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Continental Navy

The Continental Navy was authorized by the Continental Congress on October 13, 1775. The original intent was to intercept the supply of arms and provisions to British soldiers who had placed Boston under martial law. George Washington had already informed Congress that he had assumed command of several ships for this purpose, and individual governments of various colonies had outfitted their own warships. Congress by the end of October authorized the purchase and outfitting of four armed vessels, of 10, 14, 20, and 36 guns. On December 3, the Alfred, Andrew Doria, Cabot, and Columbus. On December 22, 1775, Esek Hopkins was appointed the Naval Commander-in-Chief, and officers of the Navy were commissioned. With this small fleet, complemented by the Providence, and USS Wasp (1775), Hopkins led the first major Naval action of the Continental Navy, in early March, 1776, against Nassau, Bahamas, where stores of much-needed gunpowder were seized for the use of the Continental Army. On April 6, 1776 the squadron, with the addition of the Fly unsuccessfully encountered the 20-gun HMS Glasgow in the first major sea battle of the Continental Navy.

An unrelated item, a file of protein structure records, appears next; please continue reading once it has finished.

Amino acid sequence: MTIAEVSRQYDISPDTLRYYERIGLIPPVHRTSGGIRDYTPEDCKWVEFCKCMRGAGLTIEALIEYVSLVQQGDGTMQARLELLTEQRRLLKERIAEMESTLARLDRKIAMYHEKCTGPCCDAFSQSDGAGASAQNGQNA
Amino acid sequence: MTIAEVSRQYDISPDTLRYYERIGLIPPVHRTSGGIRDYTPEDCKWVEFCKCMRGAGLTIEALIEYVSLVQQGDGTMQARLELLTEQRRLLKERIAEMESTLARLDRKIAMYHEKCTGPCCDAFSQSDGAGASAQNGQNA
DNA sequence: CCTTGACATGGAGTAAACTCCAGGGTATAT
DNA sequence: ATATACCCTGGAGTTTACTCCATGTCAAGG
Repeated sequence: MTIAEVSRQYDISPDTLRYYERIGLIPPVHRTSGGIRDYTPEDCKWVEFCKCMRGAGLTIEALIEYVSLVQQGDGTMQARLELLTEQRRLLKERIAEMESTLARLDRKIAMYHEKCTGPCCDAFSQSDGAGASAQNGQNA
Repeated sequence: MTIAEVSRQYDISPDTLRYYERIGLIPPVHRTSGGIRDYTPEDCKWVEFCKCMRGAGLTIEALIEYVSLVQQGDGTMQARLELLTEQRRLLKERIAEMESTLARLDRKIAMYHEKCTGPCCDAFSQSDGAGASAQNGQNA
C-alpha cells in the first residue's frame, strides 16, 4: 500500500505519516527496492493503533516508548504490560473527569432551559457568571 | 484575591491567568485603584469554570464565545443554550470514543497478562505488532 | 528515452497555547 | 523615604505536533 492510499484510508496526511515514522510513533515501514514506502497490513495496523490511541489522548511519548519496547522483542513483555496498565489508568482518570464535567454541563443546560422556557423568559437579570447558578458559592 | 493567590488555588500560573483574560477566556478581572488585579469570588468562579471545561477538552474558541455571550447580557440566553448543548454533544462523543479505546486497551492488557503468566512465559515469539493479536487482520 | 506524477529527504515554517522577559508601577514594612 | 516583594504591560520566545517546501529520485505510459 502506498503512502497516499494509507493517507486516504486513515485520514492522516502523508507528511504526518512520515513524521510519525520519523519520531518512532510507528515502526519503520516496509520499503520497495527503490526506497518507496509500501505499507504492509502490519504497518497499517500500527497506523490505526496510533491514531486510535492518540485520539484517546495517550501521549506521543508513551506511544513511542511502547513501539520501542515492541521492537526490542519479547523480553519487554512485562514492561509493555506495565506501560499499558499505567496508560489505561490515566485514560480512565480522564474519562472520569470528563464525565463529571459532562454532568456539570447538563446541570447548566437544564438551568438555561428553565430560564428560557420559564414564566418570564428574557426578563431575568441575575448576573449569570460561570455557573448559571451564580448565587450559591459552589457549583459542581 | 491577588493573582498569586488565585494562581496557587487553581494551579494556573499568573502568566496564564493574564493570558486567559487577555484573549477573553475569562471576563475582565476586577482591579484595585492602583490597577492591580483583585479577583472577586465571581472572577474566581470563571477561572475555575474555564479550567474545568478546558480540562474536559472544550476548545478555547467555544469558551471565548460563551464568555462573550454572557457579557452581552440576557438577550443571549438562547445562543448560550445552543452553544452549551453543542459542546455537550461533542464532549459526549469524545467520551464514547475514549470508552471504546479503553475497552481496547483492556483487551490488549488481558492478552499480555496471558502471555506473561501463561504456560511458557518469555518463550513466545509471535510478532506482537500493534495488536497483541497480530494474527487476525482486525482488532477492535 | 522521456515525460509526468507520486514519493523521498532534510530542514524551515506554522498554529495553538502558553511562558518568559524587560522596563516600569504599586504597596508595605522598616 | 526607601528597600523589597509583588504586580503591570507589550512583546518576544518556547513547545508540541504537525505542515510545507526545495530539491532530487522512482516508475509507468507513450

By this time, Congress had authorized the addition of thirteen frigates to the fleet, which were contructed as warships, rather than refitted merchantmen. Some among these vessels would fight in the Battle of Valcour Island. Guarding American commerce and raiding British commerce and supply were the principal duties of Continental Navy. Much of its accomplishments is recorded as prizes taken in commerce raiding, which, as was the practice of the time, brought personal gain to officers and crew. The one Ship-of-the-line built for service in the Continental Navy, the 74-gun America, was instead offered to France as compensation for the loss of its Magnifique, lost in service to the American Revolution.